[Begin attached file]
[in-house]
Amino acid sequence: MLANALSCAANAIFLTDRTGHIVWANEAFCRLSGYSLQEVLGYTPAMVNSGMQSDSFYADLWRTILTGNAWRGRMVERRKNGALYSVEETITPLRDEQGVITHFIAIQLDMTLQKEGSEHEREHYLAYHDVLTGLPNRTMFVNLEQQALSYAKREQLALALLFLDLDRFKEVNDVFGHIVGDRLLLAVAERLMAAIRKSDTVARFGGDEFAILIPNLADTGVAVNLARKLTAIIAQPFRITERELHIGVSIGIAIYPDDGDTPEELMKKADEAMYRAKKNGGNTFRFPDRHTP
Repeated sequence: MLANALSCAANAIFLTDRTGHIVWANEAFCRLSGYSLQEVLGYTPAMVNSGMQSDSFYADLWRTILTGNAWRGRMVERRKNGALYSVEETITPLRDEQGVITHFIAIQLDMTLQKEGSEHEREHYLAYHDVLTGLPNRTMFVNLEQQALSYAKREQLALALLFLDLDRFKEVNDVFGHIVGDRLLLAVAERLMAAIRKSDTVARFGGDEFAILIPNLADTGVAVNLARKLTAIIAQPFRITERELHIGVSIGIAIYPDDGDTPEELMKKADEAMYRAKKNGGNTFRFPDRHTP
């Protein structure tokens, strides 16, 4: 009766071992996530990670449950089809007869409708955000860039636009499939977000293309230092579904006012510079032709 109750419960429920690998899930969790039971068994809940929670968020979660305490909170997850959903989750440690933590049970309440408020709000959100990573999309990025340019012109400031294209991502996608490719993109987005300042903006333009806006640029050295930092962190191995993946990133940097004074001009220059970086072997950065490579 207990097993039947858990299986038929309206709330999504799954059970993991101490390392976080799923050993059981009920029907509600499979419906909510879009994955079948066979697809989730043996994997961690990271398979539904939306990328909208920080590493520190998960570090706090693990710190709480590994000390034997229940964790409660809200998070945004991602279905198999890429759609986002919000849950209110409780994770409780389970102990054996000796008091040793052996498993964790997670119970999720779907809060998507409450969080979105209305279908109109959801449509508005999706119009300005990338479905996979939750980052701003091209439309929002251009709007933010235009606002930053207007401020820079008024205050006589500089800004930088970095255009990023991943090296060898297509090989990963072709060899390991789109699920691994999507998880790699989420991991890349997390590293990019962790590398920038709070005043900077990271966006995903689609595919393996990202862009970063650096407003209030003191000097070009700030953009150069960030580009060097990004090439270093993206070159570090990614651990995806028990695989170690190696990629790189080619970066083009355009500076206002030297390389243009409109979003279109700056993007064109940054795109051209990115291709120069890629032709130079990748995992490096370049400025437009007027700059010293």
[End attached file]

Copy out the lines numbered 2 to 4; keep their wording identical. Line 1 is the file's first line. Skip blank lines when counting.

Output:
Amino acid sequence: MLANALSCAANAIFLTDRTGHIVWANEAFCRLSGYSLQEVLGYTPAMVNSGMQSDSFYADLWRTILTGNAWRGRMVERRKNGALYSVEETITPLRDEQGVITHFIAIQLDMTLQKEGSEHEREHYLAYHDVLTGLPNRTMFVNLEQQALSYAKREQLALALLFLDLDRFKEVNDVFGHIVGDRLLLAVAERLMAAIRKSDTVARFGGDEFAILIPNLADTGVAVNLARKLTAIIAQPFRITERELHIGVSIGIAIYPDDGDTPEELMKKADEAMYRAKKNGGNTFRFPDRHTP
Repeated sequence: MLANALSCAANAIFLTDRTGHIVWANEAFCRLSGYSLQEVLGYTPAMVNSGMQSDSFYADLWRTILTGNAWRGRMVERRKNGALYSVEETITPLRDEQGVITHFIAIQLDMTLQKEGSEHEREHYLAYHDVLTGLPNRTMFVNLEQQALSYAKREQLALALLFLDLDRFKEVNDVFGHIVGDRLLLAVAERLMAAIRKSDTVARFGGDEFAILIPNLADTGVAVNLARKLTAIIAQPFRITERELHIGVSIGIAIYPDDGDTPEELMKKADEAMYRAKKNGGNTFRFPDRHTP
């Protein structure tokens, strides 16, 4: 009766071992996530990670449950089809007869409708955000860039636009499939977000293309230092579904006012510079032709 109750419960429920690998899930969790039971068994809940929670968020979660305490909170997850959903989750440690933590049970309440408020709000959100990573999309990025340019012109400031294209991502996608490719993109987005300042903006333009806006640029050295930092962190191995993946990133940097004074001009220059970086072997950065490579 207990097993039947858990299986038929309206709330999504799954059970993991101490390392976080799923050993059981009920029907509600499979419906909510879009994955079948066979697809989730043996994997961690990271398979539904939306990328909208920080590493520190998960570090706090693990710190709480590994000390034997229940964790409660809200998070945004991602279905198999890429759609986002919000849950209110409780994770409780389970102990054996000796008091040793052996498993964790997670119970999720779907809060998507409450969080979105209305279908109109959801449509508005999706119009300005990338479905996979939750980052701003091209439309929002251009709007933010235009606002930053207007401020820079008024205050006589500089800004930088970095255009990023991943090296060898297509090989990963072709060899390991789109699920691994999507998880790699989420991991890349997390590293990019962790590398920038709070005043900077990271966006995903689609595919393996990202862009970063650096407003209030003191000097070009700030953009150069960030580009060097990004090439270093993206070159570090990614651990995806028990695989170690190696990629790189080619970066083009355009500076206002030297390389243009409109979003279109700056993007064109940054795109051209990115291709120069890629032709130079990748995992490096370049400025437009007027700059010293």